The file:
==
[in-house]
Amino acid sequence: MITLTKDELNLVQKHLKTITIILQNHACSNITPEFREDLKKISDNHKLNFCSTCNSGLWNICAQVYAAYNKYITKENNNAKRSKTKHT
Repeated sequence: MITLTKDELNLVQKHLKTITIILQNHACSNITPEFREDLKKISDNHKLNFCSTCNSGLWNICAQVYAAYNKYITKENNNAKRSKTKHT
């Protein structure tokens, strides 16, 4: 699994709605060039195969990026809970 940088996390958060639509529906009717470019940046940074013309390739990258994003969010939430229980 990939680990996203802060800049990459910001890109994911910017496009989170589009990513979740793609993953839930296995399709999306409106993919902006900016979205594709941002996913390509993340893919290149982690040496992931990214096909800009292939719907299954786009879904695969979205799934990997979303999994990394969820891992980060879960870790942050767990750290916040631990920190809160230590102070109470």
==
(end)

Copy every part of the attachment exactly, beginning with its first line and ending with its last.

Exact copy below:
[in-house]
Amino acid sequence: MITLTKDELNLVQKHLKTITIILQNHACSNITPEFREDLKKISDNHKLNFCSTCNSGLWNICAQVYAAYNKYITKENNNAKRSKTKHT
Repeated sequence: MITLTKDELNLVQKHLKTITIILQNHACSNITPEFREDLKKISDNHKLNFCSTCNSGLWNICAQVYAAYNKYITKENNNAKRSKTKHT
């Protein structure tokens, strides 16, 4: 699994709605060039195969990026809970 940088996390958060639509529906009717470019940046940074013309390739990258994003969010939430229980 990939680990996203802060800049990459910001890109994911910017496009989170589009990513979740793609993953839930296995399709999306409106993919902006900016979205594709941002996913390509993340893919290149982690040496992931990214096909800009292939719907299954786009879904695969979205799934990997979303999994990394969820891992980060879960870790942050767990750290916040631990920190809160230590102070109470």